About 70 people turned out at the Dawes School auditorium Tuesday night to consider creating an urban farm in Evanston.
A young potential gardener explores the Dawes School plot as his mother, grandmother and baby sister watch.
After a tour of the school’s garden plot, panelists told the group that a small-scale farm in the city can provide high-quality organic food as well as job training programs and other community benefits.
“You do need quite a bit of money” to start an urban farm, said Evanston resident Patsy Benveniste, who’s director of education at the Chicago Botanic Garden.
“But I don’t think money is a problem here,” she added, based on her experience fundraising for similar programs elsewhere in the metro area.
“An urban farm has all the factors of a good story when seeking foundation support,” she said, “likeable characters, a set of goals that appeals to our hopes for the future and a story line that makes room for us and our families.”
Ms. Benveniste suggested structuring the project as a “social enterprise,” a not-for-profit that generates revenue through sales of its products, but also seeks contributions to support educational and job training programs and capital needs.
She said a horticulture training programs for teens at the Botanic Garden’s Windy City Harvest programs in Waukegan and Chicago’s North Lawndale community have turned into a fundraising machine for the organization.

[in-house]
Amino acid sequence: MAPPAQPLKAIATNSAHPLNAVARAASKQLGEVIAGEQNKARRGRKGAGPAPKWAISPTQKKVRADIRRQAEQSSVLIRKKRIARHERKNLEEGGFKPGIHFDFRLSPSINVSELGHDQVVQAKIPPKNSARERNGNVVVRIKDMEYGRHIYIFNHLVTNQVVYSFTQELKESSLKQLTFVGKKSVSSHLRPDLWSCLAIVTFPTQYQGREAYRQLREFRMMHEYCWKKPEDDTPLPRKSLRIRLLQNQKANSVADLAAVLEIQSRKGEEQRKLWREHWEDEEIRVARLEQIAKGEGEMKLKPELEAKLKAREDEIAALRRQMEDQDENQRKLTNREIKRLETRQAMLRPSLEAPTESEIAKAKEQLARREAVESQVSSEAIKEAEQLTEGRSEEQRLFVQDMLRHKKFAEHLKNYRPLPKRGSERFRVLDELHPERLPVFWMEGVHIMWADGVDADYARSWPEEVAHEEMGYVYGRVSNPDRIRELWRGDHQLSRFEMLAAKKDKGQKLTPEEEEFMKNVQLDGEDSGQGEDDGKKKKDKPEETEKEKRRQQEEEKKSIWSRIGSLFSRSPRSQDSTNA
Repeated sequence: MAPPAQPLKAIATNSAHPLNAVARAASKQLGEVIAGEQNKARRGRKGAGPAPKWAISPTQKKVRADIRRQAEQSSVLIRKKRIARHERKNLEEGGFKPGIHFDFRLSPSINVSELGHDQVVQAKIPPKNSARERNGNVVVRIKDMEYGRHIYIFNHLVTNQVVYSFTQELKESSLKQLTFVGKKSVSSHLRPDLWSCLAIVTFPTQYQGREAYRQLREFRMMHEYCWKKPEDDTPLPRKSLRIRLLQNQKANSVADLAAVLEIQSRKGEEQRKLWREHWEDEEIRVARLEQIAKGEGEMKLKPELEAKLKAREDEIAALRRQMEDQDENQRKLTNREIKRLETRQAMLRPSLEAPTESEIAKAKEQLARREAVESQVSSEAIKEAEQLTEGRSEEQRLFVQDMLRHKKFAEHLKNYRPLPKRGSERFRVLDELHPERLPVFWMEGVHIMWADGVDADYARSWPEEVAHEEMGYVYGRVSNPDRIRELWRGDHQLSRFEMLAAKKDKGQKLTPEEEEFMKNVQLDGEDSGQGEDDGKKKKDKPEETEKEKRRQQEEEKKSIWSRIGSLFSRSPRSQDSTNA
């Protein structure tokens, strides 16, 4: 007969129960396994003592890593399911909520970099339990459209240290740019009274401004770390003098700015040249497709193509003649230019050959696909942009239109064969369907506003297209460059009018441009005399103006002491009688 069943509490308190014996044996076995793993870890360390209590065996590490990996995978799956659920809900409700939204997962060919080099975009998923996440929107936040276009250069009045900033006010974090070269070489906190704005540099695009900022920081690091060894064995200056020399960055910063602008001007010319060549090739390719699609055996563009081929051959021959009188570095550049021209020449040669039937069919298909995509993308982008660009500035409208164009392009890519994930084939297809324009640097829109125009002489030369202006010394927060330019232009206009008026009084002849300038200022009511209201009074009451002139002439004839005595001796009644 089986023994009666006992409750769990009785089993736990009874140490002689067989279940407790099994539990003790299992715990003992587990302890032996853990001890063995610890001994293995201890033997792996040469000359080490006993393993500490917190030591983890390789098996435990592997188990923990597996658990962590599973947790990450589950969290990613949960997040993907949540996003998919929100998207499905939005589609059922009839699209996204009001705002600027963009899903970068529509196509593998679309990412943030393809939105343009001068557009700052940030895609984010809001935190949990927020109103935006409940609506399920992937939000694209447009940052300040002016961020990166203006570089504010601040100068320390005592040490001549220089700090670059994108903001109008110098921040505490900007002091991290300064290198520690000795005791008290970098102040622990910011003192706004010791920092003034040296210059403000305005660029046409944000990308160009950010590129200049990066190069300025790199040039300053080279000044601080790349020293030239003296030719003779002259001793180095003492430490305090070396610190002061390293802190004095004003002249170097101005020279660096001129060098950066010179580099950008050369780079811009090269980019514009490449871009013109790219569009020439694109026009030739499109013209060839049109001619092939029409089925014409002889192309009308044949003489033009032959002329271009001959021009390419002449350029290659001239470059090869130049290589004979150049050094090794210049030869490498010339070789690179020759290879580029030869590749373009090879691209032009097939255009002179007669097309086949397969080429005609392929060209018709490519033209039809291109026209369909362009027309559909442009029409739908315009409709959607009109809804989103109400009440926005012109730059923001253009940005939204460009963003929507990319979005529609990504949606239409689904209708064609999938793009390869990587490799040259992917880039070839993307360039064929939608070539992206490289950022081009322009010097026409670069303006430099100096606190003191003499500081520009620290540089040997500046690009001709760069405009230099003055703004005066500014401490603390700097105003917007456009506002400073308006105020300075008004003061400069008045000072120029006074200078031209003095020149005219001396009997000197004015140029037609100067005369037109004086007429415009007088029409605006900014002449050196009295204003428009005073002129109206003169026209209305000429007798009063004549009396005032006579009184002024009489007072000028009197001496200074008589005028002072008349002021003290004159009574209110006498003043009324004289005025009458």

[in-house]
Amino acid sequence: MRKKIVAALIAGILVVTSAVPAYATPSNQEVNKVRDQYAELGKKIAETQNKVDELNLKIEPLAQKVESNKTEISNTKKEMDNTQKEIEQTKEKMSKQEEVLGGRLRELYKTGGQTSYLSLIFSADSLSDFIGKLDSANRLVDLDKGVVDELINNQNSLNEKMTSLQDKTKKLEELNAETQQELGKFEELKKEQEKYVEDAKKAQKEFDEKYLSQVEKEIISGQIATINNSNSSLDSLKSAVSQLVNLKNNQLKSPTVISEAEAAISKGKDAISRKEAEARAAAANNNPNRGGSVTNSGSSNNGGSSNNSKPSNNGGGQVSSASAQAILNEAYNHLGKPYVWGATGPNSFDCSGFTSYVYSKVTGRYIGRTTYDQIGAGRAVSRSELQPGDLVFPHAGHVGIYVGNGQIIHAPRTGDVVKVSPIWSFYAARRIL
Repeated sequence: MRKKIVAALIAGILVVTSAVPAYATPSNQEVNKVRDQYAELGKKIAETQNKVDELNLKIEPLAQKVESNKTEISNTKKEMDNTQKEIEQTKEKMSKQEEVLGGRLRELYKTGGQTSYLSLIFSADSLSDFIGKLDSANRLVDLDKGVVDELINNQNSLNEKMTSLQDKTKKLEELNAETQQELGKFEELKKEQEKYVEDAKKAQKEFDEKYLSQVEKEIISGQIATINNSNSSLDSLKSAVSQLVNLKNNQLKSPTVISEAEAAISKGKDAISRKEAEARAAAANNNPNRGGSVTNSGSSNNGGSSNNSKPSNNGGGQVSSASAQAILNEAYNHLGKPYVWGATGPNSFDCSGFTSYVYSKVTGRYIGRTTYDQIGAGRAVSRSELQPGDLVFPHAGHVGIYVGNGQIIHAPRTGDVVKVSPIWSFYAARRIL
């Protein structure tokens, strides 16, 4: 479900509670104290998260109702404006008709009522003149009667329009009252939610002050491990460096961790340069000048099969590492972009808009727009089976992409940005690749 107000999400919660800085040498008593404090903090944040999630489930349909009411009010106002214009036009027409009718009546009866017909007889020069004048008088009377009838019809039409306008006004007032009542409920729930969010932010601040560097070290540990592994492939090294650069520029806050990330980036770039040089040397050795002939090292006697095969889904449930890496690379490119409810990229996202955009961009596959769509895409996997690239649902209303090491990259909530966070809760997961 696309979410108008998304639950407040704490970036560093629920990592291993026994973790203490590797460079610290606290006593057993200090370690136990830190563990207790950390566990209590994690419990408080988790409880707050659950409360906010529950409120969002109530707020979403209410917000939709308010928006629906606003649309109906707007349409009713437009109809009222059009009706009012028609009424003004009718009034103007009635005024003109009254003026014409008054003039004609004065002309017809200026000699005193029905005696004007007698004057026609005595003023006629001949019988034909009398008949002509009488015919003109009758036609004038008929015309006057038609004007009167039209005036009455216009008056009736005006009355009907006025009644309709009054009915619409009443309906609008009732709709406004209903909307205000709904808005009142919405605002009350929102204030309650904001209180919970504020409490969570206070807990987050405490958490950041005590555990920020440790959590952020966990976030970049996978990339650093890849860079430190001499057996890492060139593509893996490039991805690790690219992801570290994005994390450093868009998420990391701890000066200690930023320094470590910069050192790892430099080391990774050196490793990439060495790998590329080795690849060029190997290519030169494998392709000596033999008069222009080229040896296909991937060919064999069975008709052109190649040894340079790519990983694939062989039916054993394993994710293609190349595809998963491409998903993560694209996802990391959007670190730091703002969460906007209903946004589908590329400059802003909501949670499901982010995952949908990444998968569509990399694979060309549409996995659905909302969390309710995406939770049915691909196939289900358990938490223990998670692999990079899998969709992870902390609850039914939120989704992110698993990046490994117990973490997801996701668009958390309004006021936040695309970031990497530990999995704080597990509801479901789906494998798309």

“It teaches at-risk young people about teamwork, discipline and entrepreneurship — all things they may not have known about,” she said, “and it attracts the attention of fundraisers, donors and legislators.”
Retired Dawes teacher Lynn Hyndman, who runs the Dawes Edible Garden Project, shows off the crops to visitors during the open house.
Michael Thompson, manager of the Chicago Honey Co-op, said his three-year-old organization is set up as a for-profit business, but received a grant the first year from the state department of corrections to provide job training for exconvicts.
He said the co-op has been able to lease nearly four acres of land for a nominal fee on the old Sears property in North Lawndale. It has three full-time employees and nearly two-dozen trainees. It sells its honey at four local farmers markets.
Harry Rhodes, executive director of Growing Home, Inc., said that a study a few years ago indicated that of up to $80 million worth of organic produce sold in the Chicago area, only three percent is grown locally.
He said that after an unsuccessful attempt to set up an urban farming program for homeless people at Navy Pier in Chicago, his group got 10 acres of land in ex-urban Marseilles, Ill.
“It’s a social enterprise,” he said, “a not-for-profit that produces income through its work and uses that income to try to cover the cost of running the organic agriculture business and support our social mission.”
Mr. Rhodes said the group provides transitional job training for people with social problems including homelessness, substance abuse and prison records.
“Organic is a good business opportunity,” he said, “The organic food sector has grown over 20 percent a year for a number of years and it looks like it will continue to grow.”
The Evanston Food Policy Council plans to hold another organizing meeting at 7 p.m. on Thursday, Oct. 12, at the Unitarian Church, 1330 Ridge Ave.
In the meantime they’re attempting to identify publicly owned land in town that might be used as an urban farm site. Suggestions have included city parkland, the CTA Yellow Line right-of-way, and Metropolitan Water Reclamation District land along the North Shore Channel.